(Hanaiali'i HRCD 8556)
Amy Hanaiali'i Gilliom comes full circle with this aptly titled album. It is being distributed by the Mountain Apple Co. and so marks her return to the company that introduced her as a contemporary pop singer with her debut album, "Native Child," in 1995. Two songs on the new album reaffirm her credentials as a mainstream pop singer. Several Hawaiian songs reflect the depth of her relationship with her beloved grandmother, the late Jennie Napua Hanaiali'i Woodd, who appeared with her on the cover of her second album, "Hawaiian Tradition," in '97.
Producer Michael Ruff wisely opens the album with several soothing Hawaiian-language songs before moving into the pop material. Gilliom's longtime sideman David "Chino" Montero (on lead guitar and ukulele) is the foundation of a small group of musicians that includes Kirby Keough (rhythm guitar, ukulele, mandolin), Bobby Ingano (steel guitar) Keli'i Kaneali'i (12-string guitar) and producer Ruff (bass and piano). Kaneali'i, one half of the original HAPA duo and also a fine vocalist, also joins Gilliom for a romantic duet on "O Waipa Ke Malama Mau Ai" and provides the Hawaiian narration on "No Na Hulu Kupuna."
The latter is one of several new songs with lyrics translated into Hawaiian by Hoku Award-winning lyricist Kaumaka'iwa Kanaka'ole. Ruff's expansive bilingual arrangement makes it a stirring call for Hawaiians to "go back to the old ways."
Brief hints of Hawaiian chant add a local connection to "Jewel," a pop song written by Ruff, that sums up the themes of the 13 songs that precede it. "Hilo Town," one of Gilliom's originals, is a beautiful piece of contemporary hapa-haole music that could establish her as a national pop artist.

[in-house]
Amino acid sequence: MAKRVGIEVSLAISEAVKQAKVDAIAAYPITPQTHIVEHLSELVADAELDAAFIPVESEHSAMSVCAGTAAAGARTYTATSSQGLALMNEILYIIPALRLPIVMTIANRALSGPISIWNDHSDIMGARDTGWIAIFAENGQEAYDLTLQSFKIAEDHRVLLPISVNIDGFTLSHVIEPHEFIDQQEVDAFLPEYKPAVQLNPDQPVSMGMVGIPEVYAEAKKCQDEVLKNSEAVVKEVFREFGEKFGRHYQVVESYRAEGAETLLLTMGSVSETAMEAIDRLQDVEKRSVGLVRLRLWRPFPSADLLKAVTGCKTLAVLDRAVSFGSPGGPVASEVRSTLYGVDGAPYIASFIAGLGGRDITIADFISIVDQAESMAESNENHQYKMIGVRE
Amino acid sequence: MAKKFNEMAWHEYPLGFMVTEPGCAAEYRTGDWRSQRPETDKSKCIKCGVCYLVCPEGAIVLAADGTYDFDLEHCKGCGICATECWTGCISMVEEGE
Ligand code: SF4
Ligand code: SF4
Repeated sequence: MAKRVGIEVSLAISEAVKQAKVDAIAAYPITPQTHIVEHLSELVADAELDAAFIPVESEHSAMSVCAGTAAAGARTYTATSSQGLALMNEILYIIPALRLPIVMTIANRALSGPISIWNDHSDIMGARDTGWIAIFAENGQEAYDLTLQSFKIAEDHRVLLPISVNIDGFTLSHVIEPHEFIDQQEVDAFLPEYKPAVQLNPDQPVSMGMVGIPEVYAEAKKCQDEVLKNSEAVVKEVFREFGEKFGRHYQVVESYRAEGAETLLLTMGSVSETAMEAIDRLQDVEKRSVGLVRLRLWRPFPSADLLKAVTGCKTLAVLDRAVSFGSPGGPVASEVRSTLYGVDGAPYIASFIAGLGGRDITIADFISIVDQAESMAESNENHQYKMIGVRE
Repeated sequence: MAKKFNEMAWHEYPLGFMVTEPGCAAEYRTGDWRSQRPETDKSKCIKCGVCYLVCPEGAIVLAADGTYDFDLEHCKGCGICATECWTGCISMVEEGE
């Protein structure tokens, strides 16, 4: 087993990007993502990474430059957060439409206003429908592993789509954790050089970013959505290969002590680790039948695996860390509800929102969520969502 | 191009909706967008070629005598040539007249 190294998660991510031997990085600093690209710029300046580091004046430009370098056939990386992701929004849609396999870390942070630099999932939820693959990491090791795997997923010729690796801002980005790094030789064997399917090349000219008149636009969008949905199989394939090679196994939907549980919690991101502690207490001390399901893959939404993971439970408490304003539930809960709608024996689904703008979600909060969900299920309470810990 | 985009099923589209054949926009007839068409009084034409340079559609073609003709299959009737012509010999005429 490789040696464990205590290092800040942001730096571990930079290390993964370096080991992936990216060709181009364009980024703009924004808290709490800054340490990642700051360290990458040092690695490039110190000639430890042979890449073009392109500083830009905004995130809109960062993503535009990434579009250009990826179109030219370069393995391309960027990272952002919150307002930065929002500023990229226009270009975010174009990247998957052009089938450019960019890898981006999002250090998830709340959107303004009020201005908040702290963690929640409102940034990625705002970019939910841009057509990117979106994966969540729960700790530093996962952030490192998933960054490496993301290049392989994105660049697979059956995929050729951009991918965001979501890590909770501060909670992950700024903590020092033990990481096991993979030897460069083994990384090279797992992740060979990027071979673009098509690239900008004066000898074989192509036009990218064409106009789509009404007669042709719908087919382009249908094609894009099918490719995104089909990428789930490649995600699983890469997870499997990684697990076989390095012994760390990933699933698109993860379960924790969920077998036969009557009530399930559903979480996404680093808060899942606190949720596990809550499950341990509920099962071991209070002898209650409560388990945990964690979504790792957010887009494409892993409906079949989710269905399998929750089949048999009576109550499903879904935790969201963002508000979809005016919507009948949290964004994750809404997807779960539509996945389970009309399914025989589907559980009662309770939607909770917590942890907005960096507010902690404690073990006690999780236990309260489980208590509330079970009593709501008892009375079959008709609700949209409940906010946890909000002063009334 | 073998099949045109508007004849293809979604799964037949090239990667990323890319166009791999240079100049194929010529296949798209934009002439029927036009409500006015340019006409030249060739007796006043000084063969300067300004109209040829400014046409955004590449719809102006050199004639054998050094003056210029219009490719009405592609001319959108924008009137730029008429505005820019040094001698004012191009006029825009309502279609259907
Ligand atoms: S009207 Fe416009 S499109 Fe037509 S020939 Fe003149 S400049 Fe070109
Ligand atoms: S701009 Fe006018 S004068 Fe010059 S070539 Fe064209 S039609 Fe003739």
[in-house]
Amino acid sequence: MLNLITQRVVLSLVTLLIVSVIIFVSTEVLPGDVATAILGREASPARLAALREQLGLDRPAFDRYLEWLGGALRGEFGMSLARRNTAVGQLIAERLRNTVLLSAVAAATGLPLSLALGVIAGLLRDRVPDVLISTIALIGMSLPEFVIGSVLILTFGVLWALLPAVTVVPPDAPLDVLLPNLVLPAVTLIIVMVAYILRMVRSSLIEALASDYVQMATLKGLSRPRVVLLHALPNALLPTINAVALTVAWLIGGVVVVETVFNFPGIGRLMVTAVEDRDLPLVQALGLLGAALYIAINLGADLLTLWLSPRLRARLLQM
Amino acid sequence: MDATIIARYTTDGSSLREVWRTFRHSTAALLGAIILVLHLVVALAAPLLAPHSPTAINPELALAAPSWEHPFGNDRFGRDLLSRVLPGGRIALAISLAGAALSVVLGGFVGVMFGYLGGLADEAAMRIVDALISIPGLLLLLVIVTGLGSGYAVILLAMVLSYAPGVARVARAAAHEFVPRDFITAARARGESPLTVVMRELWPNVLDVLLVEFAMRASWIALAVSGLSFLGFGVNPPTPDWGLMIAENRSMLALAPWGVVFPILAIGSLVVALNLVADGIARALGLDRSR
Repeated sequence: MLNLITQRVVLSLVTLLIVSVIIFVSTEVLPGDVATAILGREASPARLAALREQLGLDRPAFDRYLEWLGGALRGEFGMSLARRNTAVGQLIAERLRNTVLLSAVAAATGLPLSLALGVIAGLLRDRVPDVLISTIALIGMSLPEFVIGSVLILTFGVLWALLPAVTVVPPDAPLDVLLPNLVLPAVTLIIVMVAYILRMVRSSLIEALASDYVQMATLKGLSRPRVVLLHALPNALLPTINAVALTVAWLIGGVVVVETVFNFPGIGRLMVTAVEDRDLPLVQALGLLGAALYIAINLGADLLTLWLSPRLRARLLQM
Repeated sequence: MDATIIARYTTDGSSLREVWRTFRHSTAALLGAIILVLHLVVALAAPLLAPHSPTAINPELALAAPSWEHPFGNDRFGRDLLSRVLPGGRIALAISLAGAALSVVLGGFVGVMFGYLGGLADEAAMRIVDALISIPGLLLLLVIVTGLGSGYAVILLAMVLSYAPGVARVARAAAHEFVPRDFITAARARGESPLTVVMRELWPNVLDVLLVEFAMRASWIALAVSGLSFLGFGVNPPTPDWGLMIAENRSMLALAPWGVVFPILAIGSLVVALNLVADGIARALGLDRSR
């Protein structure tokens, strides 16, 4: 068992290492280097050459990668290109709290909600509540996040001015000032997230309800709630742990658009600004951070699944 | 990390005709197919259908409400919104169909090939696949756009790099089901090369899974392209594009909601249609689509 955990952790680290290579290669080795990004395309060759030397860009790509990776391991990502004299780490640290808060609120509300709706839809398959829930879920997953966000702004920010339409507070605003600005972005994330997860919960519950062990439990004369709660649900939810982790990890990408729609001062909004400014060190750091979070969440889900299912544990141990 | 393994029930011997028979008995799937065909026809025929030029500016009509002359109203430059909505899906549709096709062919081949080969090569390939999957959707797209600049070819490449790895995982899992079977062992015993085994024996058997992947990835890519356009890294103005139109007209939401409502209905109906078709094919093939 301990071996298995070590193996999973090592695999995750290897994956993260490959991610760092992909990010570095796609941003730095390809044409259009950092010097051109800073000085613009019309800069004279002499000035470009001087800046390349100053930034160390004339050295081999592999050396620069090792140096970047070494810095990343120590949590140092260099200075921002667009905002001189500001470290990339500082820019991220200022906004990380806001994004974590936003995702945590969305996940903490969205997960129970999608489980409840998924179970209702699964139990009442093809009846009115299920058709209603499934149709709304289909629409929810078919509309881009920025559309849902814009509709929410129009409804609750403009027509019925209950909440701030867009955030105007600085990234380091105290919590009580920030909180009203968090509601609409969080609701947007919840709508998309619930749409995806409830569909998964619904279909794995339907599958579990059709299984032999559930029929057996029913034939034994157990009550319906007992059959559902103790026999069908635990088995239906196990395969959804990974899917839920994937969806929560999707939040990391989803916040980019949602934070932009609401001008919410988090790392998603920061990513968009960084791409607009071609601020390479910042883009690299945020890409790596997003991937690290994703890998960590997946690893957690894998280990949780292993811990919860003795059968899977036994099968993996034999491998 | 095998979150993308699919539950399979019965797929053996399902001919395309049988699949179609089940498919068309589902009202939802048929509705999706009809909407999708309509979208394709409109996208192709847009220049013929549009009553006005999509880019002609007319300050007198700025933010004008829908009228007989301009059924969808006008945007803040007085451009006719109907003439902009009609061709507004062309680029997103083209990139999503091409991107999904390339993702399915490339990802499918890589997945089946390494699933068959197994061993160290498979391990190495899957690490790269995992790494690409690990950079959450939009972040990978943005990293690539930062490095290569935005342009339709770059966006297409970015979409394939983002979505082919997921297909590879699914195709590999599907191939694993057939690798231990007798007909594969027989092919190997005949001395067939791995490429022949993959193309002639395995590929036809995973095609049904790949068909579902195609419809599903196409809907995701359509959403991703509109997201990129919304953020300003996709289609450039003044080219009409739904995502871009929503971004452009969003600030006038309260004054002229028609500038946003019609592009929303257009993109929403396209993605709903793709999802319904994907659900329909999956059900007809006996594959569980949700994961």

Mahela (surname Cockett) is the daughter of Marlene Sai and the grandniece of Andy Cummings, and she does her kupuna proud with this collection of Hawaiian and hapa-haole standards. She's recorded before, but this album should establish her as a major presence in Hawaiian music, and maybe even a Grammy winner as well.
"Ku'u Pua Lehua" stands out because it is one of Mahela's personal favorites that she does here as a duet with her mother. "Waikiki" is noteworthy for similar reasons: It's a excellent rendition of her great-uncle's signature composition and also one of the best-known hapa-haole songs of the 20th century. She sings it well.
Bryan Tolentino (ukulele), Hoku Zuttermeister (guitar, acoustic bass), Aaron J. Sala (piano) and Casey Olsen (steel guitar) back her with her exquisite synthesizer-free music. Thorough annotation completes this perfect Hawaiian album.
"The Continuing Journey"
Hawaiian Healing Journey
(Wire & Wood Music WWM0002)
The term "New Age" sometimes describes a style of instrumental music that is barely more than Muzak, but there are times when unobtrusive ambient music is the perfect antidote to the stress and pressures of modern urban life. Anyone looking for such relief will find it here.
Bassist Stephen Jones and guitarist Bryan Kessler are the producers of this series of albums intended to provide "peaceful rejuvenation." (The first was released in 2003.) Kit Ebersbach (keyboards), Ruth Komatsu (nose flute, recorder) and Maila Gibson (vocals) join them in creating a soothing musical tapestry, complete with nature sounds.
It might sound like spiritual hocus-pocus, but this stuff works! Given the tremendous levels of stress that come with living in urban Honolulu these days, not to mention dealing with rush-hour traffic, Jones and Kessler could have a million-seller.
, who has covered the local entertainment scene since 1972, writes reviews of recordings produced by Hawaii artists. See the Star-Bulletin's Today section on Fridays for the latest reviews. Reach John Berger at firstname.lastname@example.org